Lotta Crabtree

Charlotte (Lotta) Mignon Crabtree was born in New York City in 1847. Her father, John Ashworth Crabtree, left New York in 1851 to search for gold in California. Lotta and her mother, Mary Ann, followed in 1852, only to find that John wasn’t at the docks in San Francisco to meet them. They moved in with friends and soon became acquainted with many of the popular actors who were then present in San Francisco.

The following year, 1853, John Crabtree sent word to his family for them to join him in Grass Valley, Cal. As he hadn’t had much luck finding gold, he had decided to open a boarding house for the miners in the area. Lola Montez, the Countess of Landsfeld and performer of the “spider-dance,” lived just two doors down from the boarding house. She soon became friends with little Lotta and her mother and they spent many hours together. Lola taught the girl some dance steps and songs.

It wasn’t long until Lotta began traveling to the nearby mining camps, performing ballads and dancing for the miners. They would throw pouches of gold dust and gold nuggets onto the stage in their appreciation, which Lotta’s mother quickly gathered up. She was quite the favorite in the northern mines.

The Crabtrees moved back to San Francisco in 1856, where Lotta continued her performing. She added the banjo to her act and could often be found in the city’s entertainment venues. By 1859, Lotta was known as “Miss Lotta, the San Francisco Favorite.”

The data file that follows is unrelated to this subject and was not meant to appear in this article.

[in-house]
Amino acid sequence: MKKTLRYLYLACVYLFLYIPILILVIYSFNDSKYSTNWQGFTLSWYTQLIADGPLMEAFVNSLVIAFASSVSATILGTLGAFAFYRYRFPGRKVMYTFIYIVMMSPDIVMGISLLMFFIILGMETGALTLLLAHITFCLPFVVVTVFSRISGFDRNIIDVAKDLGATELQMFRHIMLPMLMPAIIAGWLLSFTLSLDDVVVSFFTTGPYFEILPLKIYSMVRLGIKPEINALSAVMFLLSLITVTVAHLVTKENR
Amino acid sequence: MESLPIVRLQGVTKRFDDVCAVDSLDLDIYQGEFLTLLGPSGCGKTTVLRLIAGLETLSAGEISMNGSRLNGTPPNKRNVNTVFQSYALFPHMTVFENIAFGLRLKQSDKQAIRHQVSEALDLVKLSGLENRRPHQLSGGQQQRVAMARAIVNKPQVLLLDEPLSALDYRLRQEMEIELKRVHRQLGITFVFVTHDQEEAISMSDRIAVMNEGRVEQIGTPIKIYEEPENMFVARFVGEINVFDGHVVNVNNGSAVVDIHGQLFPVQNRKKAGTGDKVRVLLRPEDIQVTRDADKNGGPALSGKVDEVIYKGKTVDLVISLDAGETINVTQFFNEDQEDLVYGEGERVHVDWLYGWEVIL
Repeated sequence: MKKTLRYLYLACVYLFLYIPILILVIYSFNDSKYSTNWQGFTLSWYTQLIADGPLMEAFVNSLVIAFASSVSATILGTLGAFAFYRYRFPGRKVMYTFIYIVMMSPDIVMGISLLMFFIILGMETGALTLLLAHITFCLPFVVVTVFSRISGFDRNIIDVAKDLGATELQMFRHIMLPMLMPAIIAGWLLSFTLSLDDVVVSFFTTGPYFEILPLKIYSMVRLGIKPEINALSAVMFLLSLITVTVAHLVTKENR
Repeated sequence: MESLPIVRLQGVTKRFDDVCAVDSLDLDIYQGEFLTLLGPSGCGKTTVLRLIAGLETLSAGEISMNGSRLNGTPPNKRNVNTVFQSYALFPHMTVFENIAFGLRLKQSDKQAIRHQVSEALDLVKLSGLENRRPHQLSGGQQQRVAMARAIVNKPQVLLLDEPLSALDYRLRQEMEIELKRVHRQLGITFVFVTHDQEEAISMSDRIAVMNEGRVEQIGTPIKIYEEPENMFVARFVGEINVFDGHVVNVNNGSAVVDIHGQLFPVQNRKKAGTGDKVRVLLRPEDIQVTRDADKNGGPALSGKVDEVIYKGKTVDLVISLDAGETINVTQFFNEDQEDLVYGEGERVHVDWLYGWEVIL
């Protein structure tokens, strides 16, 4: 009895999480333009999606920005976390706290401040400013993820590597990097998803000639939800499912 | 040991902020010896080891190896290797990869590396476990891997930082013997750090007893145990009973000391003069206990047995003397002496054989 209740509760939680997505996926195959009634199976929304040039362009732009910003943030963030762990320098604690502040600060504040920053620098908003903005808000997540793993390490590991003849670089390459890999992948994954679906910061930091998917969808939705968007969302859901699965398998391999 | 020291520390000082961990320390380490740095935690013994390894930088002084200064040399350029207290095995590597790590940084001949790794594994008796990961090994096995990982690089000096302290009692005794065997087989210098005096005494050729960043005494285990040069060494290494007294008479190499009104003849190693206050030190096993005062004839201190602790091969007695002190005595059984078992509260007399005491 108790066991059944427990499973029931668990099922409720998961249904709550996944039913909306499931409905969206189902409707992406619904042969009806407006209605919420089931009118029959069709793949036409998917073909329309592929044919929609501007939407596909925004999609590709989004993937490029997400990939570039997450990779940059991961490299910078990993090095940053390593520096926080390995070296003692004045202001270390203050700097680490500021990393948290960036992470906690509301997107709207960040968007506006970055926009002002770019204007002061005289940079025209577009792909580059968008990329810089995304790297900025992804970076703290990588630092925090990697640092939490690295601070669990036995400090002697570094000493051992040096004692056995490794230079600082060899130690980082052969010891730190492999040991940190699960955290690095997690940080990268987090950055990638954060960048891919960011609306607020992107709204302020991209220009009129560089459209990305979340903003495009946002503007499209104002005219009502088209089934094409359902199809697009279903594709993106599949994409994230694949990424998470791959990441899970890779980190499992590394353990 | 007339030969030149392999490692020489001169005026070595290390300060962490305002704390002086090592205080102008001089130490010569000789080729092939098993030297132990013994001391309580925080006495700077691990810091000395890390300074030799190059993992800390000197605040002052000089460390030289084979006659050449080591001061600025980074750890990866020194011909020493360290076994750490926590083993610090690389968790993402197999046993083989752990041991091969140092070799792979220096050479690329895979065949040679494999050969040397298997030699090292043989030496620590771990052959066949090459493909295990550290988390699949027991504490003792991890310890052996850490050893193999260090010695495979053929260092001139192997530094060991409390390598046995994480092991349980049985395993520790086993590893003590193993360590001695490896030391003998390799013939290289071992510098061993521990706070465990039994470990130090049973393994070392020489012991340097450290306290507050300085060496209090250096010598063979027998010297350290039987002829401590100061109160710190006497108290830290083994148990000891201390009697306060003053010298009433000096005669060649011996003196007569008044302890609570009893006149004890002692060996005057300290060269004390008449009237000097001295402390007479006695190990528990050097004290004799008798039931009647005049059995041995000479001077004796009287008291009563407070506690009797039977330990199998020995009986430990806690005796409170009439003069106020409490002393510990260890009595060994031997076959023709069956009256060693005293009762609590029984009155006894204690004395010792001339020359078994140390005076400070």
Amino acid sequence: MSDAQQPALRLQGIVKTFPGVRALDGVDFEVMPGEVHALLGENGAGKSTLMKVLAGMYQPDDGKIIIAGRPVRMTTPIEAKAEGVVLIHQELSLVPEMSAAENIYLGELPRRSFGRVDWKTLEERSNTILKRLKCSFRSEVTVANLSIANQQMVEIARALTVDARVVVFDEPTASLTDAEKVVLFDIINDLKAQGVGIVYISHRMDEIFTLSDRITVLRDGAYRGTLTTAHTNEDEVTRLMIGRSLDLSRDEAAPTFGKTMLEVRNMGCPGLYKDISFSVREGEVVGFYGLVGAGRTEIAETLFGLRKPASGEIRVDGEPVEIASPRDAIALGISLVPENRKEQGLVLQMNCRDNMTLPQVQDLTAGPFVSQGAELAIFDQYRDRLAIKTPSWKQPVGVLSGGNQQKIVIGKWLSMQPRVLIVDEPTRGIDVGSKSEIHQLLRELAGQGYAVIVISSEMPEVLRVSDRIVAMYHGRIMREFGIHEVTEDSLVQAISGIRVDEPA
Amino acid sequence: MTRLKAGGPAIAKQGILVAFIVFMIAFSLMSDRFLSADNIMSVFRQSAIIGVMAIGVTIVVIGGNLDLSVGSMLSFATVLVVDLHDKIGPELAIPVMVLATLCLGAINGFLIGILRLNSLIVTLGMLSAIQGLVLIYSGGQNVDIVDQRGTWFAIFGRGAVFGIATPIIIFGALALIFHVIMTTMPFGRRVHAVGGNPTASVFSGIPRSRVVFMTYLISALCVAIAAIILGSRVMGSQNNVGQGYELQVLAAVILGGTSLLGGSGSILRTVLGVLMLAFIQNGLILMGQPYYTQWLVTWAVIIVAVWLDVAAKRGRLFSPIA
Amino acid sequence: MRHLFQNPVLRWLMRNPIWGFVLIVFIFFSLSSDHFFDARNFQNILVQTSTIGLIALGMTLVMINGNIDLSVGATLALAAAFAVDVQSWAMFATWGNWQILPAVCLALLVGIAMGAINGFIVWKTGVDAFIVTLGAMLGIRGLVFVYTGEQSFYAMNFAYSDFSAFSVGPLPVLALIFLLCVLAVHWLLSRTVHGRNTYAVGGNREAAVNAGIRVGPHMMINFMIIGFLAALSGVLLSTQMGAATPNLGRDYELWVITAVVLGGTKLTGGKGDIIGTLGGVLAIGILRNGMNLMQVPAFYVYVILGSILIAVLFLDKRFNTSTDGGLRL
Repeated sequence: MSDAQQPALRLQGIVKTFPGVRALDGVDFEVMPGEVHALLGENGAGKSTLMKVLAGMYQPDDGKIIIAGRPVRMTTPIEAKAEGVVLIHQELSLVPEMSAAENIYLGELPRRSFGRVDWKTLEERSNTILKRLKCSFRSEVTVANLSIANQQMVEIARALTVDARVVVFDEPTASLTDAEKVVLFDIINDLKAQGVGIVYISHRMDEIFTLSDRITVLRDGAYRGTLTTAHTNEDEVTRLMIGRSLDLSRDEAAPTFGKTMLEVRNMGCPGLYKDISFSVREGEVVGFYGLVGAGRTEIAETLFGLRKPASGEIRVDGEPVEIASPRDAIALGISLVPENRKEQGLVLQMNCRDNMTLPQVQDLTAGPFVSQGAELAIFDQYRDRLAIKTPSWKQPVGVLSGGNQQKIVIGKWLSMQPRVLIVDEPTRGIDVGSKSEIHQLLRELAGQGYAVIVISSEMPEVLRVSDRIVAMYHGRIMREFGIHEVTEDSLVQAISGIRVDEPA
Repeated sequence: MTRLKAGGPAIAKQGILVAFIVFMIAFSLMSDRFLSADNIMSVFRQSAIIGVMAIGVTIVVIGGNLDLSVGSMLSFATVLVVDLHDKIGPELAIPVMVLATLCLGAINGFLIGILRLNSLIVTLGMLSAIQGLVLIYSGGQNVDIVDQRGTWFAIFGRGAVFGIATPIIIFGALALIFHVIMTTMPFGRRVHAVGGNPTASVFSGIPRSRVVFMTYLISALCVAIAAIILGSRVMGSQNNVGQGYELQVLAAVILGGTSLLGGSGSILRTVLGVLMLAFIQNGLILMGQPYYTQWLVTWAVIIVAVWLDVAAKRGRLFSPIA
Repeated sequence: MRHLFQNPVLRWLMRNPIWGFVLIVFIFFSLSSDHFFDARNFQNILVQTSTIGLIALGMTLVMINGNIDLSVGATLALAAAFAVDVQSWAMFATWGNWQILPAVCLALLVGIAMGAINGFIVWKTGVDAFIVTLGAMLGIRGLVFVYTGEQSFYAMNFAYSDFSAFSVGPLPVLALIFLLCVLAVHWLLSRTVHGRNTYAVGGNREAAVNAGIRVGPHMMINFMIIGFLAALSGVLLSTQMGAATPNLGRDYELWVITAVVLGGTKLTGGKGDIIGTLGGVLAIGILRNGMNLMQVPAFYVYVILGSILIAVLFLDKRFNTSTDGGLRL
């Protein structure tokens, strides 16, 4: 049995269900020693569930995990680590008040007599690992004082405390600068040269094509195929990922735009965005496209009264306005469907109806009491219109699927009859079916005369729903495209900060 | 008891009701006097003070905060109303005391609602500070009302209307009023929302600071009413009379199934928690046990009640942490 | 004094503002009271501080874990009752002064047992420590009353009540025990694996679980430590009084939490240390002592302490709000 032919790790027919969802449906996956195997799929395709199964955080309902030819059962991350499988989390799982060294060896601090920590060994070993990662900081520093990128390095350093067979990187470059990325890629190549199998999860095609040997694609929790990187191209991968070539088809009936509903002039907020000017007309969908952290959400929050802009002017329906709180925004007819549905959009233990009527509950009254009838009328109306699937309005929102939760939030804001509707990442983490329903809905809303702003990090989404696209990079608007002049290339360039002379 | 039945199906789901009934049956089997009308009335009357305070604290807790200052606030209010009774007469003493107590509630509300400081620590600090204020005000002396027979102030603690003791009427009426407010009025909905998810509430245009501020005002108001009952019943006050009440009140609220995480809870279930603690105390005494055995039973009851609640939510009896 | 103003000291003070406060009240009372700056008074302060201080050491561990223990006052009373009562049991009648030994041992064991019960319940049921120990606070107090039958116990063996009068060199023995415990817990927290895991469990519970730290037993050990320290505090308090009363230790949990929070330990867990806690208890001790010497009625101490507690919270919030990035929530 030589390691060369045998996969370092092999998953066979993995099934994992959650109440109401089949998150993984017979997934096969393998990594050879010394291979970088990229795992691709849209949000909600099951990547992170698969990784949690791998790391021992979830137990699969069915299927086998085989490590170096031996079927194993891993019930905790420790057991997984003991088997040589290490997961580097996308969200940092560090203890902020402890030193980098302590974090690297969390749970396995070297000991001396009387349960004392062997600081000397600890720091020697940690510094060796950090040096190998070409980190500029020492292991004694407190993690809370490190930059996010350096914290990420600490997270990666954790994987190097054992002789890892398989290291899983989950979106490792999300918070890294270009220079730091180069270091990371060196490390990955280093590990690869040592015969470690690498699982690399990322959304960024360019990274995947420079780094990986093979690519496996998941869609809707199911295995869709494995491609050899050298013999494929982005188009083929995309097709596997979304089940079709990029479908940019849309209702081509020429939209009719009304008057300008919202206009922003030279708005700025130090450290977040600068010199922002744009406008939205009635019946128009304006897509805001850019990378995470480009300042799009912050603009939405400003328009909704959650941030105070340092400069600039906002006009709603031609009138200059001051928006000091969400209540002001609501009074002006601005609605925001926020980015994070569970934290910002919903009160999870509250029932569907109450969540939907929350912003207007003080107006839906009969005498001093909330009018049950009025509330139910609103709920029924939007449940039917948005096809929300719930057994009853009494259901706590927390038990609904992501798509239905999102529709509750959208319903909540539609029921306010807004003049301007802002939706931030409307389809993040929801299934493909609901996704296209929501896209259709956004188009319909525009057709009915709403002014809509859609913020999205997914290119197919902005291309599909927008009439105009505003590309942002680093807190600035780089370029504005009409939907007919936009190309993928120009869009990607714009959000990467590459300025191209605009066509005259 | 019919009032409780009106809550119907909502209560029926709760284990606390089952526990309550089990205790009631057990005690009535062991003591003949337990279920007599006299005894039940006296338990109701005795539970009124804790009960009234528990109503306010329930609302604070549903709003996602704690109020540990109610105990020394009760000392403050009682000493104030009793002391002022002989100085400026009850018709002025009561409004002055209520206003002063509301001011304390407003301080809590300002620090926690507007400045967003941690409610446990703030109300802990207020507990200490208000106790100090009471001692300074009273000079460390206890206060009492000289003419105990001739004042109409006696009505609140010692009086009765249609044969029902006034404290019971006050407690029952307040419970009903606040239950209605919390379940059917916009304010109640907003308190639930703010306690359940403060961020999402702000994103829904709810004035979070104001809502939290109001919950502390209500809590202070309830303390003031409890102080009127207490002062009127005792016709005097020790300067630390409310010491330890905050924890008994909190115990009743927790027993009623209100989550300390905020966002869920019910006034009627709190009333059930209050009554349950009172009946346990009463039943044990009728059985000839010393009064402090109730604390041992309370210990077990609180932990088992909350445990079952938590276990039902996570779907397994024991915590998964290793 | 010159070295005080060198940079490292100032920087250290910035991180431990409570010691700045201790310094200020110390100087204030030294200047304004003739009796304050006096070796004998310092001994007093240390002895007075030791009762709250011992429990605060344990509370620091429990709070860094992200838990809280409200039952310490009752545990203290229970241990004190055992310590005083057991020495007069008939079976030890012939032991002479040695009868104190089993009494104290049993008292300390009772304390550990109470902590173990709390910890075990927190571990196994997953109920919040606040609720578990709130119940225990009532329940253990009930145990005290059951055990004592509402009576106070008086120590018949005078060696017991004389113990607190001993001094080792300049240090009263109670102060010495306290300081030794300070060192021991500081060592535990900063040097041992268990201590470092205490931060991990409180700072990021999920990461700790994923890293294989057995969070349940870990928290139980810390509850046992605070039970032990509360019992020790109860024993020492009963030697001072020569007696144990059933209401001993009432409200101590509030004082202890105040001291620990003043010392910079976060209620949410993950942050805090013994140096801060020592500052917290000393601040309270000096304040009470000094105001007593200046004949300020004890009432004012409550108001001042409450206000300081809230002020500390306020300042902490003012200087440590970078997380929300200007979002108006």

Lotta continued performing and in 1864, she and her mother left for the East where Lotta toured and performed in New York, Chicago, Boston and the Midwest. She eventually became famous world-wide and began smoking small, thinly rolled black cigars, which became her trademark. Somewhere along the line, she became the nation’s first female millionaire.

Mary Ann continued to manage Lotta’s affairs, booking plays, locations and travels. She was very astute when it came to investing money, which enabled Lotta to retire from the theatre in 1892, at the young age of 45. Her retirement included a summer cottage on Lake Hopatcong, New Jersey, where she threw parties, drove horses and pursued her hobby, painting. Mary Ann died in 1905 and Lotta became somewhat of a recluse, making only one last public appearance in 1915 for “Lotta Crabtree Day” in San Francisco. She died in 1924 at the age of 77 and left the bulk of her $4 million estate to veterans, aging actors and animals.